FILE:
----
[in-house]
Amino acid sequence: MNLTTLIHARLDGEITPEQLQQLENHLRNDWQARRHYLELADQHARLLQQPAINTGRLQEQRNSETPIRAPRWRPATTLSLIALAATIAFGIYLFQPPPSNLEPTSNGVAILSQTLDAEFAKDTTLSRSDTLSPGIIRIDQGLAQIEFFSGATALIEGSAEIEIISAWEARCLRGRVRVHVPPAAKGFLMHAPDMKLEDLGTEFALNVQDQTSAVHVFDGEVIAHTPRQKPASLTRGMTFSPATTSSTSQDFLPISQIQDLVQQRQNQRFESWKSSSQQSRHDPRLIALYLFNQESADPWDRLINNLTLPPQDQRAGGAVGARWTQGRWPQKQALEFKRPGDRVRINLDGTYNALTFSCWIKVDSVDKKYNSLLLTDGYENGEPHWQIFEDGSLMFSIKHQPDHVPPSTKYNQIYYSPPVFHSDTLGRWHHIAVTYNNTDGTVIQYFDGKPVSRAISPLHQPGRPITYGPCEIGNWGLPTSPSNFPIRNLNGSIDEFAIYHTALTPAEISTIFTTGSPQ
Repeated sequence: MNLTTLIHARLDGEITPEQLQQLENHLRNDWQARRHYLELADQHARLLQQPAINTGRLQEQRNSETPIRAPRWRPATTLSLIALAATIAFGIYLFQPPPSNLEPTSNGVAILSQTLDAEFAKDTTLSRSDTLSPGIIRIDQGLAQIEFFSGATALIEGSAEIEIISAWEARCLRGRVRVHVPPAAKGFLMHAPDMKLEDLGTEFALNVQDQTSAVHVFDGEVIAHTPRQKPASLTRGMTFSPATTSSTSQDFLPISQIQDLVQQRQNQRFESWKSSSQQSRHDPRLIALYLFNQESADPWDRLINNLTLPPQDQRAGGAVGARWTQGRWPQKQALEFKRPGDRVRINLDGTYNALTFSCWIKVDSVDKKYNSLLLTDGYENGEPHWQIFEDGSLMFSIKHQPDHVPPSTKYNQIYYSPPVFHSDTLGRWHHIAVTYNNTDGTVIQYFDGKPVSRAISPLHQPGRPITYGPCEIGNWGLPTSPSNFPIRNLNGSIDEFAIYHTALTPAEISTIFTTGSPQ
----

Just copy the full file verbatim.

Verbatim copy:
[in-house]
Amino acid sequence: MNLTTLIHARLDGEITPEQLQQLENHLRNDWQARRHYLELADQHARLLQQPAINTGRLQEQRNSETPIRAPRWRPATTLSLIALAATIAFGIYLFQPPPSNLEPTSNGVAILSQTLDAEFAKDTTLSRSDTLSPGIIRIDQGLAQIEFFSGATALIEGSAEIEIISAWEARCLRGRVRVHVPPAAKGFLMHAPDMKLEDLGTEFALNVQDQTSAVHVFDGEVIAHTPRQKPASLTRGMTFSPATTSSTSQDFLPISQIQDLVQQRQNQRFESWKSSSQQSRHDPRLIALYLFNQESADPWDRLINNLTLPPQDQRAGGAVGARWTQGRWPQKQALEFKRPGDRVRINLDGTYNALTFSCWIKVDSVDKKYNSLLLTDGYENGEPHWQIFEDGSLMFSIKHQPDHVPPSTKYNQIYYSPPVFHSDTLGRWHHIAVTYNNTDGTVIQYFDGKPVSRAISPLHQPGRPITYGPCEIGNWGLPTSPSNFPIRNLNGSIDEFAIYHTALTPAEISTIFTTGSPQ
Repeated sequence: MNLTTLIHARLDGEITPEQLQQLENHLRNDWQARRHYLELADQHARLLQQPAINTGRLQEQRNSETPIRAPRWRPATTLSLIALAATIAFGIYLFQPPPSNLEPTSNGVAILSQTLDAEFAKDTTLSRSDTLSPGIIRIDQGLAQIEFFSGATALIEGSAEIEIISAWEARCLRGRVRVHVPPAAKGFLMHAPDMKLEDLGTEFALNVQDQTSAVHVFDGEVIAHTPRQKPASLTRGMTFSPATTSSTSQDFLPISQIQDLVQQRQNQRFESWKSSSQQSRHDPRLIALYLFNQESADPWDRLINNLTLPPQDQRAGGAVGARWTQGRWPQKQALEFKRPGDRVRINLDGTYNALTFSCWIKVDSVDKKYNSLLLTDGYENGEPHWQIFEDGSLMFSIKHQPDHVPPSTKYNQIYYSPPVFHSDTLGRWHHIAVTYNNTDGTVIQYFDGKPVSRAISPLHQPGRPITYGPCEIGNWGLPTSPSNFPIRNLNGSIDEFAIYHTALTPAEISTIFTTGSPQ